Viral Email placed in the public domain
Subject: Obama Betrayed his Church. How much would his oath of office be worth?
The United Church of Christ, of which Barack Obama is a prominent member, is currently under investigation by the Internal Revenue Service for allegedly allowing its 501(c)(3) tax exempt resources to be used to support Barack Obama’s campaign (http://blog.washingtonpost.com/the-trail/2008/02/26/irs_investigating_obamas_churc_2.html). As shown by “IRS Investigation: A Test Of Church’s Faith?” by Davida Foy Crabtree (http://www.courant.com/news/opinion/editorials/hc-commentarycrabtree0302.artmar02,0,2026115.story) we must conclude that Barack Obama (1) promised the United Church of Christ that no campaign-related activity would take place during the United Church of Christ’s General Synod in June 2007, and then (2) he promptly broke his word by using the 501(c)(3) tax exempt event to promote his Presidential candidacy. If this is how Barack Obama keeps his word to his own church and then, by breaking it, gets the church into trouble with the IRS, we really have to wonder whether any oath of office he takes will be worth the air he speaks it with. Reverend Crabtree asserts,
- Our purpose in inviting Sen. Obama in the spring of 2006 — long before he was a candidate for the presidency — was to ask him to address the connection between his Christian faith and his public service, to speak to us of the challenges for people of faith in the public square today. And he did so with eloquence. As a prominent member of our church, his was a natural invitation, just as the others were.To avoid any hint of endorsement or promotion, our national officers and our denominational attorney established clear understandings with Sen. Obama’s office in Washington. He readily agreed to all of them. We made it clear not only to his campaign staff but also to our own synod delegates and visitors that no advocacy or promotion of his candidacy would be permitted.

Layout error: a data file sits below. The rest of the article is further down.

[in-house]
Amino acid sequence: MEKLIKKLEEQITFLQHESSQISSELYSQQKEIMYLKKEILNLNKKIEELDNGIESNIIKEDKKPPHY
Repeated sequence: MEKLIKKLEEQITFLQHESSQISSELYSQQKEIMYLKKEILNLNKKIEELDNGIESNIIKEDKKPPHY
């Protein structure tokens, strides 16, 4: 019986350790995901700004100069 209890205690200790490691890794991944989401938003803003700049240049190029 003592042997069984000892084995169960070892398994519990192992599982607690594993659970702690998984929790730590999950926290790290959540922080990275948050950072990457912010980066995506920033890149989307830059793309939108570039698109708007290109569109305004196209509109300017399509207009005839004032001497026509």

The Internal Revenue Service alleges, however, that “Our concerns are based on articles posted on several websites, including the church’s, which state that United States Presidential candidate Senator Barack Obama addressed nearly 10,000 church members gathered at the United Church of Christ’s General Synod at the Hartford Civic Center on June 23, 2007. In addition, 40 Obama volunteers staffed campaign tables outside the center to promote his campaign.” The latter shows that, after promising the United Church of Christ that “no advocacy or promotion of his candidacy would be permitted,” the Obama campaign allegedly proceeded to turn the church’s annual gathering into a campaign event.
Nor was this alleged betrayal confined to people who were working for Obama, who also broke his word to his own church. Here are relevant portions of “A Politics of Conscience,” the speech that Obama delivered to the United Church of Christ (http://www.ucc.org/news/significant-speeches/a-politics-of-conscience.html).
- A Politics of Conscience
Written by Senator Barack Obama
June 23, 2007
- It’s great to be here. I’ve been speaking to a lot of churches recently, so it’s nice to be speaking to one that’s so familiar. I understand you switched venues at considerable expense and inconvenience because of unfair labor practices at the place you were going to be having this synod. Clearly, the past 50 years have not weakened your resolve as faithful witnesses of the gospel. And I’m glad to see that.
- It’s been several months now since I announced I was running for president. In that time, I’ve had the chance to talk with Americans all across this country. And I’ve found that no matter where I am, or who I’m talking to, there’s a common theme that emerges. It’s that folks are hungry for change – they’re hungry for something new. They’re ready to turn the page on the old politics and the old policies – whether it’s the war in Iraq or the health care crisis we’re in, or a school system that’s leaving too many kids behind despite the slogans.